Chitty Chitty Bang Bang

Chitty Chitty Bang Bang

Still shot courtesy of the author

Start your engines!

By the 1960’s not many musicals were being filmed, but lucky for us in 1967 director Ken Hughes decided to take on the challenge of bringing Chitty Chitty Bang Bang to life! Dick Van Dyke was the perfect actor to cast as the colorful Mr. Potts, but due to his widely-mocked accent in 1964’s Mary Poppins, Van Dyke only accepted the role of Caracatus Potts on the condition that he would not have to speak with an accent. The castle used in the film was built in the 1800’s and was designed for Bavarian King Ludwig II, also known as “the mad king of Bavaria.” Oddly enough, the castle was also the model for the Sleeping Beauty castle at Disneyland as well as the Walt Disney Studio’s logo.

Speaking of Disney, Chitty Chitty Bang Bang was the first non-Disney film to feature songs by Richard and Robert Sherman, whose fun musical numbers have an eerie Disney feel that is coupled with extremely difficult choreography and whimsical melodies. This film seems to have a touch of Disney magic. But is it really as magical as critics say?

“Is that all you do Mr. Potts, invent things?” –Truly Scrumptious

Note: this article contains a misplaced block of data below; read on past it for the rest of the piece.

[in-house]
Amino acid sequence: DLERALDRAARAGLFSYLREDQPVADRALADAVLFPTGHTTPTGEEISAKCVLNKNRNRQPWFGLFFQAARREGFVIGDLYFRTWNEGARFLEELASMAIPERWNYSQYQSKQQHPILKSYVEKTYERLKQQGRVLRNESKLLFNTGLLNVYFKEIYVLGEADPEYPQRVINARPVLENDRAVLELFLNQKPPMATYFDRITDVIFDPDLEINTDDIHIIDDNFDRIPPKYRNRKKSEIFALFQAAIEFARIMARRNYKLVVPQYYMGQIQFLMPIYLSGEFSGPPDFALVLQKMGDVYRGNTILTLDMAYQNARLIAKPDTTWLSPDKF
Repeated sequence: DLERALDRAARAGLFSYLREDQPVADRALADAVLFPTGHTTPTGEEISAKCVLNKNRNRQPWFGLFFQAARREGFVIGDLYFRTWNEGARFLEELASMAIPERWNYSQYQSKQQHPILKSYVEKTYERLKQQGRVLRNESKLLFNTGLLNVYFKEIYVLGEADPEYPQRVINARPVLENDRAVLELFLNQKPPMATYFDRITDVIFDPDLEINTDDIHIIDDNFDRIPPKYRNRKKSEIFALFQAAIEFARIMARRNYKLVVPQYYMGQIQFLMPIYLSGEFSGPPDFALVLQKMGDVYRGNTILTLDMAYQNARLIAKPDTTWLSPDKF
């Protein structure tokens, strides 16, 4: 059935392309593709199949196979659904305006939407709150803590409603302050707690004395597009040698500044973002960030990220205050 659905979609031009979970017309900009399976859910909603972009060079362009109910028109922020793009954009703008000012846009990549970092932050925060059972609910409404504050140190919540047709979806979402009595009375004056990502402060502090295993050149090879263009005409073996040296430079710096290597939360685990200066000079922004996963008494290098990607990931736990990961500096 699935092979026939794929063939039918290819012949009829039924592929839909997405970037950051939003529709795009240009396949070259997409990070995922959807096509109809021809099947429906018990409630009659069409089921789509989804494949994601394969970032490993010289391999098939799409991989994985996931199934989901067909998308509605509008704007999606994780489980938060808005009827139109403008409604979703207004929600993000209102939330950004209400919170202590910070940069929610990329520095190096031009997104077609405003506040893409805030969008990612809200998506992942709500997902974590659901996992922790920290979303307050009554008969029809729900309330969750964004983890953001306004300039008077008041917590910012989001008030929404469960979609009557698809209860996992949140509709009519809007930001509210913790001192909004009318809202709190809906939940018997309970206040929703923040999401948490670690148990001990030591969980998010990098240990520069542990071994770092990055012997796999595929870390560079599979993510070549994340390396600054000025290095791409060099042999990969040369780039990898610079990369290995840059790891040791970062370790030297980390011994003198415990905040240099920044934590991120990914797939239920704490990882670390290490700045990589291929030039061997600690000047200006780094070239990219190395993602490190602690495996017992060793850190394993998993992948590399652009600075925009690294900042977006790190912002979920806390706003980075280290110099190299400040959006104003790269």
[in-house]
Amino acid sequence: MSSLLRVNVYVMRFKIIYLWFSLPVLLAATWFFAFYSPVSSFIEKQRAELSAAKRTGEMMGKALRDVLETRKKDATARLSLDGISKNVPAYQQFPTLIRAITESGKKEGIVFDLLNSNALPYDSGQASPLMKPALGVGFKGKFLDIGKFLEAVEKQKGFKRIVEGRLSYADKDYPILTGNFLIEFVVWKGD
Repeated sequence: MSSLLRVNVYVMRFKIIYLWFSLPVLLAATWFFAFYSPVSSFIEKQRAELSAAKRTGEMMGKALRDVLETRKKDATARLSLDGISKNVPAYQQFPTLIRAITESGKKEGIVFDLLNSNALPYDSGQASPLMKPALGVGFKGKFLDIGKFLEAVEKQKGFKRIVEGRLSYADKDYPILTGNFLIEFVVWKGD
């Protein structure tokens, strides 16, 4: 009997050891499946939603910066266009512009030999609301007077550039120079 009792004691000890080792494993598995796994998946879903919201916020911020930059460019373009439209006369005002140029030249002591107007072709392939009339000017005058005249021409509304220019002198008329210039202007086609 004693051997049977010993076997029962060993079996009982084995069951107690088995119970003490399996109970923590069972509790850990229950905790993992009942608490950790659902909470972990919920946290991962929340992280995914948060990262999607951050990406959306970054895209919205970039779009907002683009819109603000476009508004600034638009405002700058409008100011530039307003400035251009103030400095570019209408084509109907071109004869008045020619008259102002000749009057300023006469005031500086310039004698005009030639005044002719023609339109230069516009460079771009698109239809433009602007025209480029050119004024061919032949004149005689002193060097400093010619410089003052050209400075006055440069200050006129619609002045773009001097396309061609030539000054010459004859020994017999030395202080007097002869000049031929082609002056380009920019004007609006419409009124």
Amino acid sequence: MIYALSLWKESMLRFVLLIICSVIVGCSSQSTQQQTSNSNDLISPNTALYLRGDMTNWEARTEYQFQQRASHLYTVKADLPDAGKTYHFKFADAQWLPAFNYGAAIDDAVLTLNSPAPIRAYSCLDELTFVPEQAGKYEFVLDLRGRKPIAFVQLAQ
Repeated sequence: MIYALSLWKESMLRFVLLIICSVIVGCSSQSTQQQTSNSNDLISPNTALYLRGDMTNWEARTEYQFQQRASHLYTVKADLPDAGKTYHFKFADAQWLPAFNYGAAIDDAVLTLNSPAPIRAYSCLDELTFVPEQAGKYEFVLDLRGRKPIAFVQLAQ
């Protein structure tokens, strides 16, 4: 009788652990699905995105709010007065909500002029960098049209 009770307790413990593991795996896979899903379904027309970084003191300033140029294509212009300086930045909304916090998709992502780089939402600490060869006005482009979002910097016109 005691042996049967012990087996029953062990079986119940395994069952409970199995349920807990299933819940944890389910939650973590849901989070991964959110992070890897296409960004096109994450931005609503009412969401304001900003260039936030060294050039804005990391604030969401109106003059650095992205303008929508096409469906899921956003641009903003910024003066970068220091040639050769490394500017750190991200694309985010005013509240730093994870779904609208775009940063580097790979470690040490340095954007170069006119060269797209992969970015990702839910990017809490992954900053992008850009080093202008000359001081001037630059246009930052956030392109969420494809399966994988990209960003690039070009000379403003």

Plot Overview

The beginning of the film starts off with a fun car race and an energizing score. We are introduced to Chitty, a motor car known for winning all sorts of races. As we watch Chitty win race after race it’s hard not to cringe when the beloved car gets into a bad wreck and is forced to live out its days in a junkyard. Enter the Potts children, Jeremy (Adrian Hall) and Jemima (Heather Ripley), play-acting in a worn-out Chitty.

After a man shows up wanting to buy Chitty (with the intent to melt her down for scrap metal), the children convince the junk man to sell Chitty to them instead. The junk man agrees – but only if they can pay him what the other man was going to give him – 30 shillings!

Chitty Chitty Bang Bang

Still shot courtesy of the author

On the way home from the junkyard the children run into – or should I say almost get hit by – Truly Scrumptious’ (Sally Ann Howes) car. Mortified that the children are running around town and not in school (let alone running into streets with cars), she convinces them to let her give them a ride home. While dropping the children off we meet their father, Caractacus Potts (Dick Van Dyke), an inventor who lives with his children and his eccentric father (Lionel Jeffries) – known for his outhouse adventures.

Mr. Potts has absolutely no problem with his children running wild, which causes Truly to give him a stern talking-to about how to raise his children. This quickly turns into an argument, ending in a very angry Truly driving away. The next day, after promising the children he will get the money to buy Chitty for them, Mr. Potts decides to take in his latest creation to the Scrumptious candy factory. His invention: candy with holes that whistle while you eat them.